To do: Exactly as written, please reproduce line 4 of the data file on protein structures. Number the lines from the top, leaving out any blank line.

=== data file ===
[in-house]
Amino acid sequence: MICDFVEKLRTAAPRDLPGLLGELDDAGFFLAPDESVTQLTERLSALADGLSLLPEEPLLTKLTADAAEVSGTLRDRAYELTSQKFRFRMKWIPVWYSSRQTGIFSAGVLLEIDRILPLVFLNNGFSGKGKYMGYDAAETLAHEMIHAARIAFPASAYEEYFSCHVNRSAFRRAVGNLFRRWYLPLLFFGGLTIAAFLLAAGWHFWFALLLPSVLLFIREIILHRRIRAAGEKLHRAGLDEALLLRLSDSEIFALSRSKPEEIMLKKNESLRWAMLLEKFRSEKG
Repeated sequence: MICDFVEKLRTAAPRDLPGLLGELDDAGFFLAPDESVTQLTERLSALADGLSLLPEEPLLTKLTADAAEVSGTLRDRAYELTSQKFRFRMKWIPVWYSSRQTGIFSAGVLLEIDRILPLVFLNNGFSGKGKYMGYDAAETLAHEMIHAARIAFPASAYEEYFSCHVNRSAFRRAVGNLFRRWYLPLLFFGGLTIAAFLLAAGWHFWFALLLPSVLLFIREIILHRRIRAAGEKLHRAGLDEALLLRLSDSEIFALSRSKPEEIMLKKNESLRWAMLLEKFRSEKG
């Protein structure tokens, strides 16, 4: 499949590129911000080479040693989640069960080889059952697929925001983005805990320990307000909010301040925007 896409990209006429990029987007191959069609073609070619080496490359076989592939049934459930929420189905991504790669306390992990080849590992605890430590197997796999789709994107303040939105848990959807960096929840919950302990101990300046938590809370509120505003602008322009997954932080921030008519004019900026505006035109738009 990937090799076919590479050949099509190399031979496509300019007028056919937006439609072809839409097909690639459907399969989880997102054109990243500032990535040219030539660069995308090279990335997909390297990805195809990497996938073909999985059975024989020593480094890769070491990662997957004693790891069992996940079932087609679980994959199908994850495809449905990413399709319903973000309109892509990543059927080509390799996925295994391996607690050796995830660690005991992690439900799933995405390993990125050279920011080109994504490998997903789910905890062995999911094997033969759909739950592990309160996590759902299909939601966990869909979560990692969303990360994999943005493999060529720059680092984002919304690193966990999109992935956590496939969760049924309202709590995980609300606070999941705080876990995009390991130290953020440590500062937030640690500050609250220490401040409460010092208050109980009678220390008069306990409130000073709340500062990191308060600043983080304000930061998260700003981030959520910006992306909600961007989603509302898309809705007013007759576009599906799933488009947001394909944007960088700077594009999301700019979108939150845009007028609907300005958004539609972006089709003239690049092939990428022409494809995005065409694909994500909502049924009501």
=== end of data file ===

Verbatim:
């Protein structure tokens, strides 16, 4: 499949590129911000080479040693989640069960080889059952697929925001983005805990320990307000909010301040925007 896409990209006429990029987007191959069609073609070619080496490359076989592939049934459930929420189905991504790669306390992990080849590992605890430590197997796999789709994107303040939105848990959807960096929840919950302990101990300046938590809370509120505003602008322009997954932080921030008519004019900026505006035109738009 990937090799076919590479050949099509190399031979496509300019007028056919937006439609072809839409097909690639459907399969989880997102054109990243500032990535040219030539660069995308090279990335997909390297990805195809990497996938073909999985059975024989020593480094890769070491990662997957004693790891069992996940079932087609679980994959199908994850495809449905990413399709319903973000309109892509990543059927080509390799996925295994391996607690050796995830660690005991992690439900799933995405390993990125050279920011080109994504490998997903789910905890062995999911094997033969759909739950592990309160996590759902299909939601966990869909979560990692969303990360994999943005493999060529720059680092984002919304690193966990999109992935956590496939969760049924309202709590995980609300606070999941705080876990995009390991130290953020440590500062937030640690500050609250220490401040409460010092208050109980009678220390008069306990409130000073709340500062990191308060600043983080304000930061998260700003981030959520910006992306909600961007989603509302898309809705007013007759576009599906799933488009947001394909944007960088700077594009999301700019979108939150845009007028609907300005958004539609972006089709003239690049092939990428022409494809995005065409694909994500909502049924009501």